As a preschool teacher at Palace City Preschool, Harriet Baldwin stresses learning with an emphasis on games, puzzles and social interaction with other children.
There are computers and TVs available for use at the city-run facility, but they are used in moderation and with learning in mind, she said.
Anyone hanging out at the polling places in Mitchell Tuesday may have heard that large, collective sigh of relief exhaled from voters weary of the 2008 election season.
It’s a new world, and one that I have struggled to come to grips with. Turns out, the Internet is indeed a force in the newsgathering process. Back in, say, 1996 or so, I didn’t believe it would become a factor. I just didn’t see it.RELATED CONTENT
I don’t remember the year, and certainly not the score. But the football game that afternoon in Ethan was one of the best I ever saw. It seems it was multiple overtimes, and the Cornbelt Conference championship was on the line.
“Just when did this paper turn into a rightwing machine??? I am sure you wouldn’t be talking about John Thune and some of his baggage this way. It’s a little on the low road when you jump Tim Johnson, because his complete speech hasn’t returned!!!
Bear Grylls has hiked the Himalayas, endured the Sahara Desert and trekked through the jungles of Costa Rica. At 23 years old, he climbed Mount Everest. So when Grylls, the host of the television show “Man vs. Wild,” said that his descent along a high point in the Badlands was “the most precarious ridge I’ve ever gone down,” consider it a compliment to this state’s natural wonders.
Political candidates are as common at fairs, festivals and ag shows as free yardsticks. Anyone who plans to walk the grounds at the State Fair this week likely will get their chance to tell the state’s most noted candidates — those running for two open seats in Congress — exactly what they think.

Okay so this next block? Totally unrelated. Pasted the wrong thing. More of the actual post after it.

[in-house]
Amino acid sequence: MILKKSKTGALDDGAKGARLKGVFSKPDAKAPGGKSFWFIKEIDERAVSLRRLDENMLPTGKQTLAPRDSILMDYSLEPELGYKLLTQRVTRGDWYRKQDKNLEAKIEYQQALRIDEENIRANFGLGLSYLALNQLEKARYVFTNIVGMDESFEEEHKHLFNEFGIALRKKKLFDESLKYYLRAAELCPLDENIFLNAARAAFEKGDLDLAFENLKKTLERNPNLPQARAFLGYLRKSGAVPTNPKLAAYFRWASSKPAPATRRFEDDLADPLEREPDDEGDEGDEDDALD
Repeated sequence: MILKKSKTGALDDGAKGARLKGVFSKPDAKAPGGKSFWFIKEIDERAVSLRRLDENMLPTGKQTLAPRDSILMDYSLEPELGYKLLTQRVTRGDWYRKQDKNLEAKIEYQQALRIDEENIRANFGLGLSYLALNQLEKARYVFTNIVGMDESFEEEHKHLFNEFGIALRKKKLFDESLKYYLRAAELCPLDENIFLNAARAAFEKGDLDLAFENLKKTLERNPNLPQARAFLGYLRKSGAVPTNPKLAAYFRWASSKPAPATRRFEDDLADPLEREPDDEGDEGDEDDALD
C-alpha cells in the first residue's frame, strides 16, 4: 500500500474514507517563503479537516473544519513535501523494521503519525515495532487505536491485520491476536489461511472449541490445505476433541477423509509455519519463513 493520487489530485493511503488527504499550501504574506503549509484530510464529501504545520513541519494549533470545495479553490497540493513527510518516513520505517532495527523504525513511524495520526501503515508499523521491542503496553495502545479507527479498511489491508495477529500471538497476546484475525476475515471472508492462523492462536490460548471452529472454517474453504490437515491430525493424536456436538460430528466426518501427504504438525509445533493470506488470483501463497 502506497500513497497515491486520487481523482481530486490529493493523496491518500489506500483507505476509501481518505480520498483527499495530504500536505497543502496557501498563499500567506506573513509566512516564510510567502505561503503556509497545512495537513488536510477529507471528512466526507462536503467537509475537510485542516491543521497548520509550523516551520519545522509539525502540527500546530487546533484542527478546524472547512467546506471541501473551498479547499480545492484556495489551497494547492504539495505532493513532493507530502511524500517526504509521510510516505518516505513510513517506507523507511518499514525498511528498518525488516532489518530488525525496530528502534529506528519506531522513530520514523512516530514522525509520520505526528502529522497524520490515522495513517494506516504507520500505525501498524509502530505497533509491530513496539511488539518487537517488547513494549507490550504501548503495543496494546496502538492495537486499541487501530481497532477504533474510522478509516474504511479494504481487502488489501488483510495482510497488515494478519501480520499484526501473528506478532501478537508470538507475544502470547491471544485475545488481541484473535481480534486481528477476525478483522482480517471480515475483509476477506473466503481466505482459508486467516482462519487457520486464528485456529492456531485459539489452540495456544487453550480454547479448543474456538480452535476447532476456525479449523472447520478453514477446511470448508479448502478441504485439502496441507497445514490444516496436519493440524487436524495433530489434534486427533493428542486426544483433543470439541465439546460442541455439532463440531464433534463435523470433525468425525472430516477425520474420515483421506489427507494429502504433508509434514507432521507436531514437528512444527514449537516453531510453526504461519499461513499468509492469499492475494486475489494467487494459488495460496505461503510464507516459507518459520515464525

On July 12, The Daily Republic published a guest editorial written by the Aberdeen American News, questioning if incumbent Sen. Tim Johnson is up to the challenge of another term in office. The American News asked if Johnson, who suffered a stroke-like brain injury in December 2006, will be as effective in 2009 as he was in 2003.
Paul Horsted is a noted commercial photographer from Custer, whose work has appeared in several national magazines. He’s a former photographer for the state Department of Tourism and the next time you see a great photo of the Black Hills, chances are Horsted’s byline will be on it.
When representatives from the campaigns for Hillary Clinton and Barack Obama rolled into Mitchell last month to begin the election push in this state, David Mitchell was in a bit of an awkward spot. The chairman of the Davison County Democrats immediately began getting telephone calls from both groups.
“The Bad News Bears” was on cable TV the other day, and immediately piqued interest. Known for its somewhat raunchy hilarity, the movie — originally released in 1976, but remade in 2005 — tells the story of a misfit youth baseball team that started the year horribly but played for the league championship in the final scenes.